On the updated prompt, you can choose "Allow Access to All Photos," which does the same thing as before, but there's an option to "Select Photos," where you can pick one, two, ten, fifty, or any number of images that it can see. Being selective is a great choice if all you need to do is upload a profile photo or share an image once.
You can go to Settings –> Privacy –> Photos to change your mind for any app.
Why do apps need your exact coordinates to give you nearby recommendations or show you cool stuff happening in your neighborhood? They don't, and iOS 14 recognizes this.
Now, whenever an app prompts you to let it use your location, there's a tiny "Precise: On" button on the map. It's easy to miss if you're not looking hard enough. Tap that, and it becomes "Precise: Off," and the app will only get a general idea of where you're at, not hone into your exact position.
You can go to Settings –> Privacy –> Location Services, then choose an app to adjust both how often it can access your location and if it gets your precise coordinates or general area.
Before, when an app needed access to your Contacts list, it would get access to everything. If it only needs info for one contact, it shouldn't get access to them all. And that's what iOS 14 fixes.
Whenever you're in an app where you need to add an email, phone number, or something else, like in mail and calendar apps, you can type the contact's name in the field; then, an autofill suggestion will appear above your keyboard. Once you find the right one, tap their name, and that's it.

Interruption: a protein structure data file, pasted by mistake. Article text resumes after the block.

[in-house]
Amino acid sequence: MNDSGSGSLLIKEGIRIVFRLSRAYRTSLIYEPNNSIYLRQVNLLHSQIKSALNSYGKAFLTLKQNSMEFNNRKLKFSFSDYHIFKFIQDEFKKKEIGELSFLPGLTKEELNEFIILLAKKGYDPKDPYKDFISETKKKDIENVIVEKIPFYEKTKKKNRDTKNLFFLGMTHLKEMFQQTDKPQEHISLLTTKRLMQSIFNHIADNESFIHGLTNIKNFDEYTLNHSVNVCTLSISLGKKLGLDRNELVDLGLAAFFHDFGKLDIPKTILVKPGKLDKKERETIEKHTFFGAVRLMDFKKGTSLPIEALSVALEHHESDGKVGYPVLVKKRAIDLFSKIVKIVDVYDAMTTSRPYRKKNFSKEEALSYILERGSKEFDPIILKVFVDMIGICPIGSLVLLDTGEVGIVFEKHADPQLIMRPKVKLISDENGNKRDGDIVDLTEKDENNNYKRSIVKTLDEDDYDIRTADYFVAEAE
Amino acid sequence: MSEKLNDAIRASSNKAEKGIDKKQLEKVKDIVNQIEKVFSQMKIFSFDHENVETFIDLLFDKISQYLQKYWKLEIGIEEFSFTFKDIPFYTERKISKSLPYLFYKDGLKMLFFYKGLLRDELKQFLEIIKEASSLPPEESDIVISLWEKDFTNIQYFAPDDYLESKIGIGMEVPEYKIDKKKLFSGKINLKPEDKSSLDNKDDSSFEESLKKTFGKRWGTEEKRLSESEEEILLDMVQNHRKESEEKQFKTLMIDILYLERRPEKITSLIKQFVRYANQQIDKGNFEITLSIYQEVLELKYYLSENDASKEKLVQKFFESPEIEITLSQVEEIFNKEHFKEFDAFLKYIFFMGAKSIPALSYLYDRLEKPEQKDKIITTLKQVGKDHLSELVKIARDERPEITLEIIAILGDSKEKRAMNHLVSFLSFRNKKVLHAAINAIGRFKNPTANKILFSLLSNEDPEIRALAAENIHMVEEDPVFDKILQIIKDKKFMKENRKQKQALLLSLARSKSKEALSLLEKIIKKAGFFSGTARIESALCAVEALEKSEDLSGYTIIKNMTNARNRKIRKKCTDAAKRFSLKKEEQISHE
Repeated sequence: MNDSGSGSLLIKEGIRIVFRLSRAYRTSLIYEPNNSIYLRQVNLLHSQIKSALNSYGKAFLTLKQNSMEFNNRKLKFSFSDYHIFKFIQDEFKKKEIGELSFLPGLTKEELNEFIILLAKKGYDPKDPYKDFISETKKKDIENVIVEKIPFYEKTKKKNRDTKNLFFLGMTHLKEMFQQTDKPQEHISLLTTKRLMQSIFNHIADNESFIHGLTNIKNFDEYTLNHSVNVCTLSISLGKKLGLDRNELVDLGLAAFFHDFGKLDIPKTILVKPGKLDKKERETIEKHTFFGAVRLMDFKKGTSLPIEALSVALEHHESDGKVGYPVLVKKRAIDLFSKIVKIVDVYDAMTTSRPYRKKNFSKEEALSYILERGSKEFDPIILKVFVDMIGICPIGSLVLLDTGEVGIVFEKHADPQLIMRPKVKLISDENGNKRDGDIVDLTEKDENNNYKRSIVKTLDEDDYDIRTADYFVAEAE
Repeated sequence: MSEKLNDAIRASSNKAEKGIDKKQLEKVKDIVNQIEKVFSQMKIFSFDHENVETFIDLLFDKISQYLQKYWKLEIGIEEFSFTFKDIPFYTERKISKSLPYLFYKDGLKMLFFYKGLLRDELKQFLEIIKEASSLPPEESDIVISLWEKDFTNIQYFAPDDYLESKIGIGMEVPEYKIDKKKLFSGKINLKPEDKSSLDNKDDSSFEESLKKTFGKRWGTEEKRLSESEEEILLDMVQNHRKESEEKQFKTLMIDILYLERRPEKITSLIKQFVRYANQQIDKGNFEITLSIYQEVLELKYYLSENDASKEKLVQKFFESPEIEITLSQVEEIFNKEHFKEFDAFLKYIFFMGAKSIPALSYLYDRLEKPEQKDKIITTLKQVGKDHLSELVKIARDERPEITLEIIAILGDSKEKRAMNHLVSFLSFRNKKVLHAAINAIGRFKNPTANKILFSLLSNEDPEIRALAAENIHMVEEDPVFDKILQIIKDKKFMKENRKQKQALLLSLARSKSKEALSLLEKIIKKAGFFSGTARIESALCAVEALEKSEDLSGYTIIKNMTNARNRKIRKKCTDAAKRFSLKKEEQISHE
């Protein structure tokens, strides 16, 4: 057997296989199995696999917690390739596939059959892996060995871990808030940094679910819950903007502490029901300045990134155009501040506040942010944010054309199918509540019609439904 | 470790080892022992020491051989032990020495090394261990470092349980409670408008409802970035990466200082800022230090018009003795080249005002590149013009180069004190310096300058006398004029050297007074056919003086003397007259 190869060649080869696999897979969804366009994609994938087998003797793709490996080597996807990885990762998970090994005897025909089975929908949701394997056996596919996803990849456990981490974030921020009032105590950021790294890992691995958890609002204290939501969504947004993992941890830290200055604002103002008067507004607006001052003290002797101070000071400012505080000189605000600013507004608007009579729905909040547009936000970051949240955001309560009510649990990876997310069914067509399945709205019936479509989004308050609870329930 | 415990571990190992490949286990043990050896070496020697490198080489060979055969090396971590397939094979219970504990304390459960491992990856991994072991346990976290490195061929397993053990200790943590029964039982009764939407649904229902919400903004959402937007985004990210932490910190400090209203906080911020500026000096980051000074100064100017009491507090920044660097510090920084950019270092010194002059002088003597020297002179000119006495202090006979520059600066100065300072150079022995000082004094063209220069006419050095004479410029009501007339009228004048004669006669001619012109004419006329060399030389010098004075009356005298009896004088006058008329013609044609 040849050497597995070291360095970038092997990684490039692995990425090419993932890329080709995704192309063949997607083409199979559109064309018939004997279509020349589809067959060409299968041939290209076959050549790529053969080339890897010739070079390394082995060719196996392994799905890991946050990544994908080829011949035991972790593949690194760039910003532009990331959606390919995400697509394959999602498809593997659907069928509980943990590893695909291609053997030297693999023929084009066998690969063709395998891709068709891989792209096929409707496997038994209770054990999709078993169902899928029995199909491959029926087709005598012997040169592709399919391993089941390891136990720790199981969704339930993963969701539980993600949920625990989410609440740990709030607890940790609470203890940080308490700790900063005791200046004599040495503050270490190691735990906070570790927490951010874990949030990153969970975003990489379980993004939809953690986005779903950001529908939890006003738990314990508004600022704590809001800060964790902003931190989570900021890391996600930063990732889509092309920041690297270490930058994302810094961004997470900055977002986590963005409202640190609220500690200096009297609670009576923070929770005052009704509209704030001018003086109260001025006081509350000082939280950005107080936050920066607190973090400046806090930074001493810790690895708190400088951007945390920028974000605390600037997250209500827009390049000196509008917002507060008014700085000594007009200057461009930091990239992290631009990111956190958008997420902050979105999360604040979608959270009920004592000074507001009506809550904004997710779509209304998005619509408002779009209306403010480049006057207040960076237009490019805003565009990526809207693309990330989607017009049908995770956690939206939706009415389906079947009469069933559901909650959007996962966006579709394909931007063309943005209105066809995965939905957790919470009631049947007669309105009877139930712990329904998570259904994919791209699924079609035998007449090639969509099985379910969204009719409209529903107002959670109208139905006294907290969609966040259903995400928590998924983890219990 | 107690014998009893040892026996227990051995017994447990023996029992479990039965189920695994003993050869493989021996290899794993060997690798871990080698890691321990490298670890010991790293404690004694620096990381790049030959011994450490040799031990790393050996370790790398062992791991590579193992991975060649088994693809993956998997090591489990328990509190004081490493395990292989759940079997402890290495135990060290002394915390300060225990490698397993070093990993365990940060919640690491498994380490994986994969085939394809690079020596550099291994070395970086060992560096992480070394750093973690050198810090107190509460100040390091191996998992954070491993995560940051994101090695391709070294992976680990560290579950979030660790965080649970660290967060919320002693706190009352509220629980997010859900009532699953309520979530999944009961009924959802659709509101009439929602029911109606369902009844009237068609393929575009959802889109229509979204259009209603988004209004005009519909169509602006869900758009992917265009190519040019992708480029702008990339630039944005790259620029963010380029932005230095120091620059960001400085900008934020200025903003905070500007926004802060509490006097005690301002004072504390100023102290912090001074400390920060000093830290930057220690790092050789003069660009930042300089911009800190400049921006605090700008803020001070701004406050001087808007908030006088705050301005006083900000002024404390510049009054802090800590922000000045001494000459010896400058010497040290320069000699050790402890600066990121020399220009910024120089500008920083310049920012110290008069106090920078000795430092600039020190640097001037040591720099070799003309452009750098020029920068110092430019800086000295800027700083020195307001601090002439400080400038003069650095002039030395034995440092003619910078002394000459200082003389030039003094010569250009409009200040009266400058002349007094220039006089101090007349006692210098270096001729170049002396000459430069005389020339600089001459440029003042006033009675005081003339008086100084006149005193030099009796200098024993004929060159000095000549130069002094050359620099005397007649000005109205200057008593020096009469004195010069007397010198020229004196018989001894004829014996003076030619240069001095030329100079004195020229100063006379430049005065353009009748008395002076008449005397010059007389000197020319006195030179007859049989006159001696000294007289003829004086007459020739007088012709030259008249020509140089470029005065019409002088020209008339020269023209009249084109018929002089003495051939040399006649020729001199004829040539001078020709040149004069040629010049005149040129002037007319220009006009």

If you want to use this option primarily, you can go to Settings –> Privacy –> Contacts, then disable full access for apps that don't need it. Then, you can rely on the autofill feature in those apps you denied full access to. If you don't like the autofill enhancement, you can also disable that in Settings –> Contacts –> Siri & Search –> Learn from this App.
If you use an iPhone with Face ID, whenever an app is using your camera and/or microphone, you'll know about it. You'll see an orange LED indicator near your front-facing camera, which indicated microphone usage, and a green indicator, which means camera access. If an app uses both, it will show up as orange for a split second, then turn steady green. This security feature lets you know exactly when an app is recording or streaming, so you can say goodbye to spyware.
In the near future, you might also see apps ask to "track you across apps and websites owned by other companies." Whenever an app wants to access your iPhone's advertising identifier — and more importantly — link data about you and your iPhone that it collects with data collected from third-party apps, websites, and offline properties, the app's developer will need to get permission using the AppTrackingTransparency framework.
With your permission, they can use that data for advertising purposes, and they can even sell the data to so-called "data brokers."
As invasive an idea as that sounds, it's fantastic that Apple is putting in a new feature to show you when an app wants to do that. And since "hey, can we follow you around everywhere?" probably isn't a good look for most apps, we wouldn't be surprised to see a lot to drop that feature going forward. However, it created quite a stir in the advertising industry, so much so that Apple agreed to push the feature back until next year.
Right now, "Allow Apps to Request to Track" is disabled in Settings –> Privacy –> Tracking since the feature isn't in place yet. When it does hit, this could flip on, but you can jump here to turn it back off.